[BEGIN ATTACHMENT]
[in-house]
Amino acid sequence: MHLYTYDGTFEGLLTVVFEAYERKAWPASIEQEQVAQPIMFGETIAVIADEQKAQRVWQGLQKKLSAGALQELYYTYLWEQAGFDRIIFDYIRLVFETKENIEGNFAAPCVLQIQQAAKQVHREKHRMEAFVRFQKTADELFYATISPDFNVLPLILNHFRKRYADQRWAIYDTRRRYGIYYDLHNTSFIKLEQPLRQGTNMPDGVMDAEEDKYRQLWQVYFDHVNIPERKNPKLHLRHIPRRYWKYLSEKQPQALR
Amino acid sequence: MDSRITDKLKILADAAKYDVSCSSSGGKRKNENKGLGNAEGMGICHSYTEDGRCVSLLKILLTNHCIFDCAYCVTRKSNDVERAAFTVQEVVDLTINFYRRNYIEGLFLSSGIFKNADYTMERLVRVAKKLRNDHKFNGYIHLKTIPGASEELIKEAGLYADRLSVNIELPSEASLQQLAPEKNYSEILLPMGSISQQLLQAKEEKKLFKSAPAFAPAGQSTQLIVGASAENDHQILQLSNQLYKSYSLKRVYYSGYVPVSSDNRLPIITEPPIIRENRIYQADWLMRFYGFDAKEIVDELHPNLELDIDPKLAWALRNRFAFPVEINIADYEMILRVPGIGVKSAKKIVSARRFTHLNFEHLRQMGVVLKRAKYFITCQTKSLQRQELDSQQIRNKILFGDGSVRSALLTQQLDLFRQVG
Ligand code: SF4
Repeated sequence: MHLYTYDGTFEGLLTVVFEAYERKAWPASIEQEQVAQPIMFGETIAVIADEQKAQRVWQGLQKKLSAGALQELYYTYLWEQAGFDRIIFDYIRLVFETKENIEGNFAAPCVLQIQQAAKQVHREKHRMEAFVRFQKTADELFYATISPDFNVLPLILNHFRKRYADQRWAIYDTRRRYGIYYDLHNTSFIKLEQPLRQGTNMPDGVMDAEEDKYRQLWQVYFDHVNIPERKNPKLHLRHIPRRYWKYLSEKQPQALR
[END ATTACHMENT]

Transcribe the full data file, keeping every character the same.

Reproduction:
[in-house]
Amino acid sequence: MHLYTYDGTFEGLLTVVFEAYERKAWPASIEQEQVAQPIMFGETIAVIADEQKAQRVWQGLQKKLSAGALQELYYTYLWEQAGFDRIIFDYIRLVFETKENIEGNFAAPCVLQIQQAAKQVHREKHRMEAFVRFQKTADELFYATISPDFNVLPLILNHFRKRYADQRWAIYDTRRRYGIYYDLHNTSFIKLEQPLRQGTNMPDGVMDAEEDKYRQLWQVYFDHVNIPERKNPKLHLRHIPRRYWKYLSEKQPQALR
Amino acid sequence: MDSRITDKLKILADAAKYDVSCSSSGGKRKNENKGLGNAEGMGICHSYTEDGRCVSLLKILLTNHCIFDCAYCVTRKSNDVERAAFTVQEVVDLTINFYRRNYIEGLFLSSGIFKNADYTMERLVRVAKKLRNDHKFNGYIHLKTIPGASEELIKEAGLYADRLSVNIELPSEASLQQLAPEKNYSEILLPMGSISQQLLQAKEEKKLFKSAPAFAPAGQSTQLIVGASAENDHQILQLSNQLYKSYSLKRVYYSGYVPVSSDNRLPIITEPPIIRENRIYQADWLMRFYGFDAKEIVDELHPNLELDIDPKLAWALRNRFAFPVEINIADYEMILRVPGIGVKSAKKIVSARRFTHLNFEHLRQMGVVLKRAKYFITCQTKSLQRQELDSQQIRNKILFGDGSVRSALLTQQLDLFRQVG
Ligand code: SF4
Repeated sequence: MHLYTYDGTFEGLLTVVFEAYERKAWPASIEQEQVAQPIMFGETIAVIADEQKAQRVWQGLQKKLSAGALQELYYTYLWEQAGFDRIIFDYIRLVFETKENIEGNFAAPCVLQIQQAAKQVHREKHRMEAFVRFQKTADELFYATISPDFNVLPLILNHFRKRYADQRWAIYDTRRRYGIYYDLHNTSFIKLEQPLRQGTNMPDGVMDAEEDKYRQLWQVYFDHVNIPERKNPKLHLRHIPRRYWKYLSEKQPQALR